Kito is also based upon the principles of wa (harmony, accord, fluidity) and ju (suppleness, softness, gentleness). In application on the battlefield, the system incorporates a complex amalgam of strategies, many calling back to the Chinese master strategist Sun Tzu. Kito addresses the pursuit of loftier ideals, including spiritual and self-actualization interests, in a similar way, teaching that one should harmonize the Self with the Universe. It is so complex in terms of its theory as to be nearly impenetrable to analysis from the "outside." Chinese Taoist elements have been imported wholesale. This should not be surprising given the origins of the art. The pivotal point in the formalization of Kito Ryu is the arrival of an almost legendary Chinese figure, Master Chen Yuan-Ping (also known variously as Chen Tsu U, Gin Chin Pin, and Gempin by the Japanese). Master Chen came to Japan first in 1621, and came back to stay in 1638. He was a scholar who had apparently held some positions in the Chinese court. He taught Taoism's Lao Tzu and T'ung K'ao, and a Chinese martial art based upon ju. Three wandering, masterless samurai (ronin) found him at Kokusei Monastery, where he taught them "secret arts." The names of these samurai were Fukuno, Isogai, and Miura. Fukuno, after going on to master Yagyu Shingan Ryu, met a samurai named Terada. Fukuno and Terada founded Kito Ryu, and passed the art on to Yoshimura and Takenada.

The techniques of Kito Ryu are fast, fluid, subtle, and direct. The techniques exploit centered action and the projection of internal energies. Kito emphasizes projective throwing methods, and kokyu (kuki) techniques, and is considered a form of aiki-jujutsu.

(5) Takeuchi Ryu. Takano, Yano, Kotaro Imei, and Hikasuburo Ohshima were all close colleagues of Kano, and participated in the construction of the Kodokan syllabus and kata. Takeuchi Ryu is a comprehensive combat art, but is particularly well-known for bokken (wooden sword), jo (staff), and osae (immobilization) techniques.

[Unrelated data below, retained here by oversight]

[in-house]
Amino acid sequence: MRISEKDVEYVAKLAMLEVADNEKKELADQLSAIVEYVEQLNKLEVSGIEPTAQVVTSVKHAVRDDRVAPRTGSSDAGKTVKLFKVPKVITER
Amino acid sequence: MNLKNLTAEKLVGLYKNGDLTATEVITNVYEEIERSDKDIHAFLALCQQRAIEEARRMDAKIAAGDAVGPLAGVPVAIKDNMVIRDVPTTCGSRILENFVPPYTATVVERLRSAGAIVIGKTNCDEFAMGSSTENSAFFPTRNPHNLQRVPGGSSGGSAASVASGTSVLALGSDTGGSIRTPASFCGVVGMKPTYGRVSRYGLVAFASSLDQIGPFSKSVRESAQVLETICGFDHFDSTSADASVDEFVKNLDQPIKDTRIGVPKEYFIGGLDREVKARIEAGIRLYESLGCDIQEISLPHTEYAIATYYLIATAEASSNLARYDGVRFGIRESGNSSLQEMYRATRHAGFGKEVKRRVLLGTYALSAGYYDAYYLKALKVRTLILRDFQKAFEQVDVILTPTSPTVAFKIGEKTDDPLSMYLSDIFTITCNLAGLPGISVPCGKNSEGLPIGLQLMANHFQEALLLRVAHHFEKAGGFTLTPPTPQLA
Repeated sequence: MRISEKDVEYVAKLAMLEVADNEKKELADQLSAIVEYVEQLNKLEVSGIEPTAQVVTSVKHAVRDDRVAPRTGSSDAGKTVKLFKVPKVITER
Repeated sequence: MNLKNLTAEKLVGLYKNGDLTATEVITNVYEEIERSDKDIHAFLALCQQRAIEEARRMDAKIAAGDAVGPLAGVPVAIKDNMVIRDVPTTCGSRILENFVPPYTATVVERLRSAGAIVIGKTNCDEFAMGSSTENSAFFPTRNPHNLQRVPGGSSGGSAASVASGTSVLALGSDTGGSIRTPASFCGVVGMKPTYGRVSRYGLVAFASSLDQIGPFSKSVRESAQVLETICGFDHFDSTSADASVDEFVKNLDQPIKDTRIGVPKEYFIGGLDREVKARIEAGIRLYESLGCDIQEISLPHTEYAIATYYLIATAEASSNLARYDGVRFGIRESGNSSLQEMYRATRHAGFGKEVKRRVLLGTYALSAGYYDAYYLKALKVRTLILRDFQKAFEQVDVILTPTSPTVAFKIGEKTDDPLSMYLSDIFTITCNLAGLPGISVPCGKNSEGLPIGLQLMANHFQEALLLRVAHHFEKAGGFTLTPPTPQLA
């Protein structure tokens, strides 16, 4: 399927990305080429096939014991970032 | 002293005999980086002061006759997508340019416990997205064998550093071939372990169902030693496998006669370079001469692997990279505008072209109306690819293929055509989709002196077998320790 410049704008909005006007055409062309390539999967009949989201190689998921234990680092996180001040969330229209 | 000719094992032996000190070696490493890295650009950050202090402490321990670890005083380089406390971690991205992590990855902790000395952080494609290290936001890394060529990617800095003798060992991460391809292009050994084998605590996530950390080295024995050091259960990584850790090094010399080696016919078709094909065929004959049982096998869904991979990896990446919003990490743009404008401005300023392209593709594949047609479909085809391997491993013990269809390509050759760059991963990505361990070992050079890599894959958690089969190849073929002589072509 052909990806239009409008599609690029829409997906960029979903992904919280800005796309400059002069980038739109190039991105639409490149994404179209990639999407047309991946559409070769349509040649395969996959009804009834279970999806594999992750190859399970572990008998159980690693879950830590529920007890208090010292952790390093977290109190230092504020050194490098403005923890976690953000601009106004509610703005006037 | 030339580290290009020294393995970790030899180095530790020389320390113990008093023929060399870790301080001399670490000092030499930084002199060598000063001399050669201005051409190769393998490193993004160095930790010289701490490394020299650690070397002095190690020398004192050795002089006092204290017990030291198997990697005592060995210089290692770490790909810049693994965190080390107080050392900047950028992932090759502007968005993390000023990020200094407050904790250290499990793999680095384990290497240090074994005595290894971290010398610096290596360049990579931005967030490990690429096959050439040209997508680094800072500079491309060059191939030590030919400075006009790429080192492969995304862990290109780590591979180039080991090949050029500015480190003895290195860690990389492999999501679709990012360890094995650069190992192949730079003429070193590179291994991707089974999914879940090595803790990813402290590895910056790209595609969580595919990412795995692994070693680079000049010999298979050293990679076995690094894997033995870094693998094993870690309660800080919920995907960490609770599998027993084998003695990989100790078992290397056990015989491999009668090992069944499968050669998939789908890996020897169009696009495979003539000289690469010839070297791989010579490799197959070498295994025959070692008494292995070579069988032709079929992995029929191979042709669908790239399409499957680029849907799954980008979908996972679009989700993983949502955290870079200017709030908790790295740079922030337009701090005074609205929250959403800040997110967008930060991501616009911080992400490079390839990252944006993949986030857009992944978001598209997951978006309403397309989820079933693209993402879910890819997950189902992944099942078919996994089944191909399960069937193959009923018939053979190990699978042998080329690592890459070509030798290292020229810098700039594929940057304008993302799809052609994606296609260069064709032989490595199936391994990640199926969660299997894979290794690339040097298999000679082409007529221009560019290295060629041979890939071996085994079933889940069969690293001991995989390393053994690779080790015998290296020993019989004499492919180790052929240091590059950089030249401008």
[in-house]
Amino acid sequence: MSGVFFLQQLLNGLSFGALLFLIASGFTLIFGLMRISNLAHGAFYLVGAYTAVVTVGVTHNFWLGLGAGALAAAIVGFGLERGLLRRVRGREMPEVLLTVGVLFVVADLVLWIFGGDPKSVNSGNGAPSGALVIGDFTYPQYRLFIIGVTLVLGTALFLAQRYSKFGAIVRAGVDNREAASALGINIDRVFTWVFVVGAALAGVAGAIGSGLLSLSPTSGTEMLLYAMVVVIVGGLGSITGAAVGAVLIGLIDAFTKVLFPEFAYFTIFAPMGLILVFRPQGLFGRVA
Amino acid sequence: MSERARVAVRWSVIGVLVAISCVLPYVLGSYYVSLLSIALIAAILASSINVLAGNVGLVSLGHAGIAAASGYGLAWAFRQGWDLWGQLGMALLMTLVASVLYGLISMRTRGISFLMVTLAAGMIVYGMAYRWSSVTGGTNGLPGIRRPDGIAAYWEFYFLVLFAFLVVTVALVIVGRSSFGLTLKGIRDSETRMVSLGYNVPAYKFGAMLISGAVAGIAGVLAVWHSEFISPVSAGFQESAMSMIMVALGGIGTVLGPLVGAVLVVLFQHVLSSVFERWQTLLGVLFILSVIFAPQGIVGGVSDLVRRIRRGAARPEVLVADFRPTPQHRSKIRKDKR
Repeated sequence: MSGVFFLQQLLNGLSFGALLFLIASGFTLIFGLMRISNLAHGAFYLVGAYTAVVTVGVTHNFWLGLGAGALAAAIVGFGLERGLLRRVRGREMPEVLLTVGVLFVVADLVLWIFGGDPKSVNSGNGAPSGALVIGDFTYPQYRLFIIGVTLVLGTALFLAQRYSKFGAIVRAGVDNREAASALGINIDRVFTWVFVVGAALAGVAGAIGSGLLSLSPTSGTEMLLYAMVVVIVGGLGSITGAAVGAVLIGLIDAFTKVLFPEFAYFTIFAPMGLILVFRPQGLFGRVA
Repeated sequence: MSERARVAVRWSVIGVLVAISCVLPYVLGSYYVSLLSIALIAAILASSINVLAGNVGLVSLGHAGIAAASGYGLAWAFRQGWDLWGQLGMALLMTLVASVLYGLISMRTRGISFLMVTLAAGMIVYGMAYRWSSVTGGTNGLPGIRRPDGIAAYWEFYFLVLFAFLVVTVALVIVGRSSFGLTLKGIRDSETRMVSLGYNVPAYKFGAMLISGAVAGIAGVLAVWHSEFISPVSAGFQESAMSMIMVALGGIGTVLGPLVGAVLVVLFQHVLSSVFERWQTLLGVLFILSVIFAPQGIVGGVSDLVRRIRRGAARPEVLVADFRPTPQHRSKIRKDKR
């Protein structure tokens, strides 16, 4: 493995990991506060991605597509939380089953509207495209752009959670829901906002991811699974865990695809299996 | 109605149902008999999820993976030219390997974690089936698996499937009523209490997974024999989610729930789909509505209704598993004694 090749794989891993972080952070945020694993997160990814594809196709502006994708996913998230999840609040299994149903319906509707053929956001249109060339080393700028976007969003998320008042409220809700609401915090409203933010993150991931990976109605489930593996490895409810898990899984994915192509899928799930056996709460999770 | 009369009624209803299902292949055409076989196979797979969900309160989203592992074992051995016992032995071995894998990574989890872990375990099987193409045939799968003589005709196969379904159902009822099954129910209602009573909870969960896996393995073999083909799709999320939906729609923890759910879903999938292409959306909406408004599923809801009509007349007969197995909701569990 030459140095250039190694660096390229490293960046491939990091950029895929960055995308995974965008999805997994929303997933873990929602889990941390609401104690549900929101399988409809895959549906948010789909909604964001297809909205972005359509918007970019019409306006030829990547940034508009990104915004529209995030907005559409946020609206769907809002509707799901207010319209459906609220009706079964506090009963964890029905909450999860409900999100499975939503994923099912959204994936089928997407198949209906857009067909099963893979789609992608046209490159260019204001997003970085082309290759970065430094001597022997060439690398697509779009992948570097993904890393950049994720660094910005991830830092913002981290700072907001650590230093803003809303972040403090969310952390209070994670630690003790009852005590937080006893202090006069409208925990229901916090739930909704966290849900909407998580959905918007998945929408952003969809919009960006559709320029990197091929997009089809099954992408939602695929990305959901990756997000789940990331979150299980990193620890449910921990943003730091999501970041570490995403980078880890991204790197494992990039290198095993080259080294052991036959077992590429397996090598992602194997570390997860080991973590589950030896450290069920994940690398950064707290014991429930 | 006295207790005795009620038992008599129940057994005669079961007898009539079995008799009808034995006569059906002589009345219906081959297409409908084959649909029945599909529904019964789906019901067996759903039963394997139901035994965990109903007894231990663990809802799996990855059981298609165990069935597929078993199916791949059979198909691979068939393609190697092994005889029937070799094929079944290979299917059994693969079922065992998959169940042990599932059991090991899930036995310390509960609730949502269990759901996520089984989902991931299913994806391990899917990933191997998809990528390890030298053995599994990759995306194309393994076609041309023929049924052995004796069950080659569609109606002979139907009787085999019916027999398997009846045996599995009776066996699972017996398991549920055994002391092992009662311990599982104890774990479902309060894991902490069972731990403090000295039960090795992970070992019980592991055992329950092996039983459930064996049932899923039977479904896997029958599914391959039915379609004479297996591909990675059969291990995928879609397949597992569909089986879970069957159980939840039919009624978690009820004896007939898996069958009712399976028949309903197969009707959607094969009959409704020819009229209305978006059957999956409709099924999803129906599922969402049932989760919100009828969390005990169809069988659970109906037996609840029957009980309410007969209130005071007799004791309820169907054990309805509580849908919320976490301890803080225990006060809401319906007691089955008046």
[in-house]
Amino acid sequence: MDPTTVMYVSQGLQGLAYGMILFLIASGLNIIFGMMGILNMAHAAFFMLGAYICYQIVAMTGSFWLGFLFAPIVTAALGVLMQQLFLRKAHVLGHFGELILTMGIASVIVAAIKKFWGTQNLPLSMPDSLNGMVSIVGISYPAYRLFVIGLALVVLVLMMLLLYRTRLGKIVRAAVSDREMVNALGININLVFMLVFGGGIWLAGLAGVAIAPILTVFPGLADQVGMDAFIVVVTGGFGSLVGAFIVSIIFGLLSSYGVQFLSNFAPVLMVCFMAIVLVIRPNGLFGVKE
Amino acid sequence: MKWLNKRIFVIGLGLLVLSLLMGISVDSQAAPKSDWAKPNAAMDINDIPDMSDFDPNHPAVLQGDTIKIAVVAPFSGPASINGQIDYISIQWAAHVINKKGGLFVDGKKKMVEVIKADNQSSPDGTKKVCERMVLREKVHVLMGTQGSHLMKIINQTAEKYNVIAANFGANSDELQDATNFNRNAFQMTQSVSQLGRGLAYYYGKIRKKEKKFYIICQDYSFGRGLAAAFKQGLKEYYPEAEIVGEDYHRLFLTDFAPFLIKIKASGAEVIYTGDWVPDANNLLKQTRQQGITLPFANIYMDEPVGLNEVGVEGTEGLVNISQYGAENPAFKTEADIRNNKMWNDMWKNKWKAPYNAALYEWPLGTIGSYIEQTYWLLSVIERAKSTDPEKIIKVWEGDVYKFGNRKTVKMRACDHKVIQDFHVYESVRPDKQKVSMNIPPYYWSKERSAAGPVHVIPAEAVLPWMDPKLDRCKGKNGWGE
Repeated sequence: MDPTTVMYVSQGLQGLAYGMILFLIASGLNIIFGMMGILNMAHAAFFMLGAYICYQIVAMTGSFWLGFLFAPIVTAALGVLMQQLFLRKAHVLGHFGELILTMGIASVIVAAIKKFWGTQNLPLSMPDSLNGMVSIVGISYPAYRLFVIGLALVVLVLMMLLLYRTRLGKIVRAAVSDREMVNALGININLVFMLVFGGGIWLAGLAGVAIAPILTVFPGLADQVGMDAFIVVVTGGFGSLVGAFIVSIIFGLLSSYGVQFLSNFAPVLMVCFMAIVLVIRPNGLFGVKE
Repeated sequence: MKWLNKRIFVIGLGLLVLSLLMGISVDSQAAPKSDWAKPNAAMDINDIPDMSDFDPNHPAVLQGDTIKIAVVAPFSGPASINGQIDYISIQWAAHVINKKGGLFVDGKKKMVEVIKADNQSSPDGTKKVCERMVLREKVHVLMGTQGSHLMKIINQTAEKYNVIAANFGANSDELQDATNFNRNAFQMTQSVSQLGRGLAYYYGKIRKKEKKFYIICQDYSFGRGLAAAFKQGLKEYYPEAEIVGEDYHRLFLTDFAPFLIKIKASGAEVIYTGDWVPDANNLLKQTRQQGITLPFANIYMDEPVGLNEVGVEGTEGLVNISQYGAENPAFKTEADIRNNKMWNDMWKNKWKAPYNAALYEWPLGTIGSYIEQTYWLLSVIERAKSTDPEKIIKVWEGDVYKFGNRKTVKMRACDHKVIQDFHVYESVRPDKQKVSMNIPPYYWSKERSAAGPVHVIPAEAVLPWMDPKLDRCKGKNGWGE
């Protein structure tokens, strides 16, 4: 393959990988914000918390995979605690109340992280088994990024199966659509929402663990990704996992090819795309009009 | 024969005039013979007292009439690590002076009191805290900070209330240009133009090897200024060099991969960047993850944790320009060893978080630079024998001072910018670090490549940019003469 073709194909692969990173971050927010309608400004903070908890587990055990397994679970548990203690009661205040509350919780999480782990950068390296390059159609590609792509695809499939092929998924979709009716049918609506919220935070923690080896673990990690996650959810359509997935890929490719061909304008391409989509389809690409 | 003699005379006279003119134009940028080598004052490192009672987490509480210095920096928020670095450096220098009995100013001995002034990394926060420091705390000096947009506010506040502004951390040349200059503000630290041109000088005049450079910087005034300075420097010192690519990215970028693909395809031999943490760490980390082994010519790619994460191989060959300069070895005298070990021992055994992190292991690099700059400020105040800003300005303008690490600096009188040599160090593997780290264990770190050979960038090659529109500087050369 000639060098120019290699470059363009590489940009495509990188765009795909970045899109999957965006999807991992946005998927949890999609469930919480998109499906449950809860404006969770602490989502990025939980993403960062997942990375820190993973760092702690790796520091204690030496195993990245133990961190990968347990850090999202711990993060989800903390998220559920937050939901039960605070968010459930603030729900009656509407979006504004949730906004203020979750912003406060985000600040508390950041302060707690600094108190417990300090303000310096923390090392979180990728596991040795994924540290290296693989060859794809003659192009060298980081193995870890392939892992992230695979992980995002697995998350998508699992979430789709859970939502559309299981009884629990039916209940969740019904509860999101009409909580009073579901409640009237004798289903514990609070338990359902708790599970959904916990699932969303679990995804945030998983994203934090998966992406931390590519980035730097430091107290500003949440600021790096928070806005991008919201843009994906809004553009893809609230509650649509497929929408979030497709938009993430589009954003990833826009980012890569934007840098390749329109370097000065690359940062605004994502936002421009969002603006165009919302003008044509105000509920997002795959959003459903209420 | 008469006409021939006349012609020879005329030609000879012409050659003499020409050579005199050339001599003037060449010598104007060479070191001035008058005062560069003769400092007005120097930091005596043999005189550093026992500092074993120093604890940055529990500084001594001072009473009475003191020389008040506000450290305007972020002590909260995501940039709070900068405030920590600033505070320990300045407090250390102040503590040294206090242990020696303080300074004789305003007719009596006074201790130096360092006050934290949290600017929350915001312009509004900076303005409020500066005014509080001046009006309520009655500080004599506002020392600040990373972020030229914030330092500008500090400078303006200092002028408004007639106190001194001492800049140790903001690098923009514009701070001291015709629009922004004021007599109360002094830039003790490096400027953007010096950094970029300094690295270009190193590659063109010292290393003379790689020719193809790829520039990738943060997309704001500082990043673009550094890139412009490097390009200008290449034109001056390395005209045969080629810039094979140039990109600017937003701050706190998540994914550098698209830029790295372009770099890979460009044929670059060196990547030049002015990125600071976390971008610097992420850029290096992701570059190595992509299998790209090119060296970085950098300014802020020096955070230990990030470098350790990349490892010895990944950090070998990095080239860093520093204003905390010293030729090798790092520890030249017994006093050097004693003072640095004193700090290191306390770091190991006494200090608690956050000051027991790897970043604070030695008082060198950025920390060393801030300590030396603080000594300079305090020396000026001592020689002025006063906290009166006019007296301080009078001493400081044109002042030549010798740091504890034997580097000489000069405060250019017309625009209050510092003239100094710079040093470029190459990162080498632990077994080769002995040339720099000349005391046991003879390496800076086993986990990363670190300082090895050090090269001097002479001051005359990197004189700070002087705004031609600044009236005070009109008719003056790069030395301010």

The school derives from the Daito Ryu line, and was founded in June of 1532. Chumutaki Hisamori Diasuke Takeuchi was a prince who lived in Okayama, and studied Daito-Ryu. He met an ancient warrior named Takagi (in a dream) who emphasized certain principles that were to underlie Takeuchi-Ryu. The school became known as the "Hinoshito Torido Kaizan Ryu," or "school of the supreme and unsurpassed art of combat."

The techniques of Takeuchi Ryu are divided into five kyo (teachings or principles), related to Takeda's Five Principles-ikkyo, nikyo, sankyo, yonkyo, and gokyo.

(6) Sosuishi Ryu. Aoyagi was involved in the construction of the Kodokan syllabus and kata.

Kano writes:

Nothing under heaven is more important than teaching. The teaching of one virtuous person can influence many; that which has been learned well by one generation can be passed on to a hundred.

(7) Yoshin Ryu. Yoshiaki Yamashita and Isogai (later 10th dans) were also masters of Yoshin and Ten Shin Shin Yo, I am told. Katsuta Hiratsuka, Hidemi Totsuka, and Takayoshi Katayama even participated in the construction of the Kodokan kata and syllabus. Totsuka (Totsuka-ha Yoshin) is of the school that the Kodokan defeated in the 1886 match.

(8) Daito Ryu. Kano had connections with the Takeda family who later led the school. Shiro Saigo was an adopted son of Tonomo Saigo, soke of this school before Takeda. Shiro Saigo came to Tokyo at the age of 14 to seek Jujutsu instruction and pursued Kano because of his reputation. Later, he quit both the Kodokan and Daito Ryu when his conflicting obligations to the two masters led him to an impasse.